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Virus Contact Tracing? A deep dive into Google and Apple’s new APIs.

Last updated on May 14, 2020

As we look for solutions to the Covid-19 pandemic, many look to tracking known infections through mobile devices. In some countries, all citizens must download a state sponsored application to implement virus tracking for their governments and organizations to get their medical models. This has left privacy advocates on the edge of their seats to fight back on what they say may be potential privacy issues that come with this new world we have found ourselves in.

At Google and Apple, developers are now pushing new application programming interfaces to their platforms for developers to access what is known as their “Contact Tracing” API. These APIs were created to track a novel virus by allowing a device to share identifier-less data through Bluetooth Low Energy technology and to provide raw data to applications and databases at trusted health organizations.

What is it, how does it work?

The system entails having a 256 bit Master Tracing key, and a Daily 128 bit Tracking Key. The Daily Tracing Key is derived by hashing the Master Tracking Key with the device’s Unix epoch time. The Daily Tracking key changes once per day because of it being the daily output of a hash-based message authentication code key derivation function. The Master Key is never revealed, and the daily sequence cannot be predicted.

class DailyTracingKey 
    byte[] key; 
    Date date; 

Task startContactTracing(PendingIntent contactTracingCallback);

Task stopContactTracing();

When you opt into the system, your device is starts emitting a Rolling Proximity Identifier (128 bit). This identifier is derived from the Master Tracking Key and the Daily Tracking Key hashed every 10 minutes. At this link layer communication, by default, most devices randomize their Bluetooth MAC identifier every 10–20 minutes to combat Bluetooth attacks. This means no single identifier is parallel with a device’s actual Bluetooth MAC address and vice versa. No MAC address can have the same identifier.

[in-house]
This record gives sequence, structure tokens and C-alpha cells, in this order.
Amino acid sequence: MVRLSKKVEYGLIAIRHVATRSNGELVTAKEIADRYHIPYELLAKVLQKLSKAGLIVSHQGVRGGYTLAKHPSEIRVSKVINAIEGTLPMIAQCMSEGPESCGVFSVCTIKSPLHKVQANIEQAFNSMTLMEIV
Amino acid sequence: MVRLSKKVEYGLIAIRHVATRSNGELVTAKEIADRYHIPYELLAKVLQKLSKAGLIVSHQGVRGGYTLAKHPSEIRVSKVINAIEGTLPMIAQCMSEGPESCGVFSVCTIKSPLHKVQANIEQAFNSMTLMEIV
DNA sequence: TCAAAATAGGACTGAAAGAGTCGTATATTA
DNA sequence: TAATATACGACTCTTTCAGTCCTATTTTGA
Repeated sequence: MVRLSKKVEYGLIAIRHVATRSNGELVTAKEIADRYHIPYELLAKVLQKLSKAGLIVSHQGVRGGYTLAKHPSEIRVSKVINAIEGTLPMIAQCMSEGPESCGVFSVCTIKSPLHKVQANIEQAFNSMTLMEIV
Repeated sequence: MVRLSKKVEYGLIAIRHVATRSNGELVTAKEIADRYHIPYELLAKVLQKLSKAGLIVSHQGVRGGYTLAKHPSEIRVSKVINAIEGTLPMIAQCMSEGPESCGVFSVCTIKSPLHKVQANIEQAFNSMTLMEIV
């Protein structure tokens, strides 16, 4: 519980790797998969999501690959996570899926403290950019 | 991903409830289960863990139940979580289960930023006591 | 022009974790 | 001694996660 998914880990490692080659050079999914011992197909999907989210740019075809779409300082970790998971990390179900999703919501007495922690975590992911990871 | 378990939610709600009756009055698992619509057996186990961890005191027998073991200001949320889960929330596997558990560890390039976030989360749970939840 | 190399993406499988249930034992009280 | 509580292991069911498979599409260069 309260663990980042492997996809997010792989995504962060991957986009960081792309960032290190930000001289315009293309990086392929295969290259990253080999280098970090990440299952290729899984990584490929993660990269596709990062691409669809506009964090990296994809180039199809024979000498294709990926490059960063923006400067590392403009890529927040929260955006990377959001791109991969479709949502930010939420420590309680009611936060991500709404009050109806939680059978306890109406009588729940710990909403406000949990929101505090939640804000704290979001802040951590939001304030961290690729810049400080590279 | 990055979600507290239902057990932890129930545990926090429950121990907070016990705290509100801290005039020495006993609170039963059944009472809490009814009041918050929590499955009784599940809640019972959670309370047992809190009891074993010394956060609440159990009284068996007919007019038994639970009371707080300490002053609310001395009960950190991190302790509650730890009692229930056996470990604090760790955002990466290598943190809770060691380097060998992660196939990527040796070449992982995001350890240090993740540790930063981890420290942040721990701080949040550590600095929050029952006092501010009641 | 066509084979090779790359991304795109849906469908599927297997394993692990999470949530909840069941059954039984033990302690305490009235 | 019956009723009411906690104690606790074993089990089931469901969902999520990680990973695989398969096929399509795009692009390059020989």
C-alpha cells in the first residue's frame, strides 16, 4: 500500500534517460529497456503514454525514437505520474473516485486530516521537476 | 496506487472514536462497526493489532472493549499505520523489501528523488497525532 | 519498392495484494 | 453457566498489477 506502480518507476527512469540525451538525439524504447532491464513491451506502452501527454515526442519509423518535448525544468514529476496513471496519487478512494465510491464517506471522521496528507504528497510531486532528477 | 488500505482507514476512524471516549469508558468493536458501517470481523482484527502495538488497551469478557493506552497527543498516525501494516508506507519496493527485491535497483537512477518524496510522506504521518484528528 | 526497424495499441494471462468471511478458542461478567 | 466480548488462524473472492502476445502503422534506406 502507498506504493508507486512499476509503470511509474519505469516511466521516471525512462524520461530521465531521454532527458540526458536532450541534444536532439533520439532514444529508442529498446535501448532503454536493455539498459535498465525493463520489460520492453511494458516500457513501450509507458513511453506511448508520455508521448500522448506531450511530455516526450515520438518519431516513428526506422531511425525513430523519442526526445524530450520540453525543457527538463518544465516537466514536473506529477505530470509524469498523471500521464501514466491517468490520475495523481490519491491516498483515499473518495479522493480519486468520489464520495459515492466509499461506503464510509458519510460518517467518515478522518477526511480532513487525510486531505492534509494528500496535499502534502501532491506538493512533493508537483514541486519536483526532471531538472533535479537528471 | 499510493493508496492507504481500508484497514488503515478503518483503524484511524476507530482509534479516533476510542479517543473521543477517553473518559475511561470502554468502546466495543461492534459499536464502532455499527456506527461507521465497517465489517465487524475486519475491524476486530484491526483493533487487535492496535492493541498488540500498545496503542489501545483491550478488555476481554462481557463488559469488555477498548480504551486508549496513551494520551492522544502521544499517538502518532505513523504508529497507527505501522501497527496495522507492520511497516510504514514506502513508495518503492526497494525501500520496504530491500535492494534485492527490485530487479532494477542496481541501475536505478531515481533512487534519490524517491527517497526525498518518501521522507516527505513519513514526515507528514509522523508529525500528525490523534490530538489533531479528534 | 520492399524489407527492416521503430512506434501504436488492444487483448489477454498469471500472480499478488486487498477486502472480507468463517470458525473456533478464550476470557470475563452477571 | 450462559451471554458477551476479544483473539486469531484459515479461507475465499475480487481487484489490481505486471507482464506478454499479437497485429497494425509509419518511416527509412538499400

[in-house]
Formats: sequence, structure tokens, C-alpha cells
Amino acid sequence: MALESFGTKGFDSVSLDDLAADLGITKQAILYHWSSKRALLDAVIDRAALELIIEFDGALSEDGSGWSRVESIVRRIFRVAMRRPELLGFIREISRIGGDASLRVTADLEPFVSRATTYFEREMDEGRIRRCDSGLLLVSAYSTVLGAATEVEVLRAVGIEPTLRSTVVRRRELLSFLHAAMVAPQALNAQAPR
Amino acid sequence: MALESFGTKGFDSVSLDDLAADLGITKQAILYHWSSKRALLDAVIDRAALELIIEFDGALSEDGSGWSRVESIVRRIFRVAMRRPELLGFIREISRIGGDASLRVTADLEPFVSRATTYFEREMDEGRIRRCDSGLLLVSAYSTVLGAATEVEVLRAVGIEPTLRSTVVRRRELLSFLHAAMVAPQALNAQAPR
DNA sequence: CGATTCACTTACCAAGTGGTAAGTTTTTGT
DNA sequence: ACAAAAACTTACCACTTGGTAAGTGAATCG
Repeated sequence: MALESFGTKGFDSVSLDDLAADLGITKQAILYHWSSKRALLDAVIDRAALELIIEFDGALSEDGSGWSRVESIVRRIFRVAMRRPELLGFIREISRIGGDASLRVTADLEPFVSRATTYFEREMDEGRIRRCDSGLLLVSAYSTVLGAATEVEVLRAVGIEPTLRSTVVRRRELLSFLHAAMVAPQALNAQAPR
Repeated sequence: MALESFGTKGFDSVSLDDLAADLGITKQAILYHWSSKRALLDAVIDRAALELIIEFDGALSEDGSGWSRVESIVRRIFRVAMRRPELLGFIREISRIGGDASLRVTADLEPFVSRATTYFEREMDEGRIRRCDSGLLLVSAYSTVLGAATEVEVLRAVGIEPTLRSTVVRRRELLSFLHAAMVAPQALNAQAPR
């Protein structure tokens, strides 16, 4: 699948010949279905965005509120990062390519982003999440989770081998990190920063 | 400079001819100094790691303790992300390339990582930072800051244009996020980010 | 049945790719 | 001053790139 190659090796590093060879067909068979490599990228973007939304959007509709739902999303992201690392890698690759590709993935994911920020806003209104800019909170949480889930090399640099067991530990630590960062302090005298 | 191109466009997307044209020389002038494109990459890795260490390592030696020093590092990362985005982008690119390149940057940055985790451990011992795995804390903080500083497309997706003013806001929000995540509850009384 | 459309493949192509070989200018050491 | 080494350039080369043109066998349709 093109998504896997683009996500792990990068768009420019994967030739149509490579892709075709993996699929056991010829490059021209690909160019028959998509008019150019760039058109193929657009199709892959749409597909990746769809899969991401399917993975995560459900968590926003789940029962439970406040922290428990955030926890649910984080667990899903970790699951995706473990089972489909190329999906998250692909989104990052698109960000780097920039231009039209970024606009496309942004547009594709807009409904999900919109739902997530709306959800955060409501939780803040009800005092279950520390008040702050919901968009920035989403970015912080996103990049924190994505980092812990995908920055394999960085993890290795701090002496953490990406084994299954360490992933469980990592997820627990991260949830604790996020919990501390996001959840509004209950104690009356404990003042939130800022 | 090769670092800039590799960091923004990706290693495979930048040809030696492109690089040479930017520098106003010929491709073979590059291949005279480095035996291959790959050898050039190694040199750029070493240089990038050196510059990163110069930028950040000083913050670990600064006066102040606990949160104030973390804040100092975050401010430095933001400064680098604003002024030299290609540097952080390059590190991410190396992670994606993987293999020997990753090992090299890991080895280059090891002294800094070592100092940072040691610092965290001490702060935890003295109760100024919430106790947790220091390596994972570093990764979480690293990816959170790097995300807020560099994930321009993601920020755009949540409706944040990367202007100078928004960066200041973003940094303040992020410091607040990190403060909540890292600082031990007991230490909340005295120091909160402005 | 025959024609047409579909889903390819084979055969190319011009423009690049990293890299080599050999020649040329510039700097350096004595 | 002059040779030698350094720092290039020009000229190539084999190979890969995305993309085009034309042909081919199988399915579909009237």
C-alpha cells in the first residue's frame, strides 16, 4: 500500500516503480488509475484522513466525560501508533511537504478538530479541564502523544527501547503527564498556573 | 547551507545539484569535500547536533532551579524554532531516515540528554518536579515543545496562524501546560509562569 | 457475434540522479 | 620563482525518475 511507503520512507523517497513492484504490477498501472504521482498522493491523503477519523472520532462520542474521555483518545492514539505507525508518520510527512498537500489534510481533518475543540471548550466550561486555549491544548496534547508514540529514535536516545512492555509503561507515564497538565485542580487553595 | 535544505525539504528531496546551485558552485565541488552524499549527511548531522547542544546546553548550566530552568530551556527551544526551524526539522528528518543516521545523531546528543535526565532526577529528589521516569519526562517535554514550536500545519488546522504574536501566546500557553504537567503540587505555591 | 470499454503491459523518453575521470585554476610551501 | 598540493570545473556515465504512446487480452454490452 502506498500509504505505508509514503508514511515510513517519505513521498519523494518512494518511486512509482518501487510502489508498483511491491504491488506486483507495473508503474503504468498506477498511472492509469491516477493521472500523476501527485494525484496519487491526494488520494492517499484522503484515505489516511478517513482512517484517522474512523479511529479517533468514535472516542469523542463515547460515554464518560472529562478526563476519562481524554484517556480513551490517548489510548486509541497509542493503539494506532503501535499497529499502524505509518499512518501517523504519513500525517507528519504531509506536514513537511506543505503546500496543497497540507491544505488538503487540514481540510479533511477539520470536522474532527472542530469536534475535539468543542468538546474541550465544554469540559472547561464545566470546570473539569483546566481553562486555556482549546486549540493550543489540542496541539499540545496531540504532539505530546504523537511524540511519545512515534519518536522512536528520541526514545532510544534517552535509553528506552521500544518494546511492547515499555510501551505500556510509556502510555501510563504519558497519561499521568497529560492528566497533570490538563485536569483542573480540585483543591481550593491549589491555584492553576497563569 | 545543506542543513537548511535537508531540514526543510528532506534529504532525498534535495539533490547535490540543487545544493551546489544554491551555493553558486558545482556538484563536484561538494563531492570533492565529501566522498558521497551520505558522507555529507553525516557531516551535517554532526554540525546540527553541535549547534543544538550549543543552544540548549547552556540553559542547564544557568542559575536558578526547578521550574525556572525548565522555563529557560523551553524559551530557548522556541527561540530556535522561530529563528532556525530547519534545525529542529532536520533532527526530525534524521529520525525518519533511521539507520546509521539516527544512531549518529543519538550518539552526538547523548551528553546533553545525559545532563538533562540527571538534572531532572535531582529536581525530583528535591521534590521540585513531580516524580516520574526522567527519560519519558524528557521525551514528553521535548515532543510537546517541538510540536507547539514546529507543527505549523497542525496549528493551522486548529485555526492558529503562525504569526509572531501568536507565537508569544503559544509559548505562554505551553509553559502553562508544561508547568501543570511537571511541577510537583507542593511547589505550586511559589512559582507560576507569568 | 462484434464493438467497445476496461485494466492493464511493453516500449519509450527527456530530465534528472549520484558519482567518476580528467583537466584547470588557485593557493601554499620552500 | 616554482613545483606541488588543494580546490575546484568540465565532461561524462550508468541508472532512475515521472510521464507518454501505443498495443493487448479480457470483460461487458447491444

While your device is constantly emitting a new Rolling Proximity Identifier every 10–15 minutes, you are also collecting other opted-in users’ Rolling Proximity Identifiers. When your device’s Bluetooth finds a new broadcasted identifier, it puts it into a list for that day. Depending on the API, these identifier lists can be held on the device for 14–30 days. Developers can also make their applications even collect signal strength to determine proximity.

So your infected, now what!

Once a person is alerted that they have contracted a novel virus, they can submit to a health organization a segment of days they think they may have been infected. What would be sent is a list of those Daily Tracking Keys for the time selected. Again, the Master Tracing Key is never passed on in any transmissions.

Task startSharingDailyTracingKeys();

Task provideDiagnosisKeys(List keys);

Task hasContact();

Task<List> getContactInformation();

interface ContactInfo 
     Date contactDate();
     int duration(); 

Your submitted Daily Tracking Keys have now become Diagnosis Keys. Developers can use this to download into their applications for analysis against their collected daily Rolling Proximity Identifier lists. When you obtain Diagnosis Keys you can re-derive all the Rolling Proximity Identifiers of each day through it’s Daily Tracking Key and time of day. If the analysis can identify one of these identifiers in a list, it is possible the user may have been in infected by the user submitting the Diagnosis Keys. That’s it!

The developers got it right here

To Google and Apple’s credit, they really stepped up here to provide an elegant solution to tracking novel viruses for developers to use in their applications. The system is opt-in, it has no user identification, and doesn’t rely on privacy issue laden or higher energy technologies such as geo-location.

The specifications of the system appear to be implemented perfectly to provide a platform for organizations to develop applications on to start virus tracking without compromising the user’s privacy. Barring users abusing the system through inaccurate spoofing or developer’s by-passing these APIs to implement their own privacy intrusive systems, most privacy advocates are happy with this system to track pandemics now and in the future.

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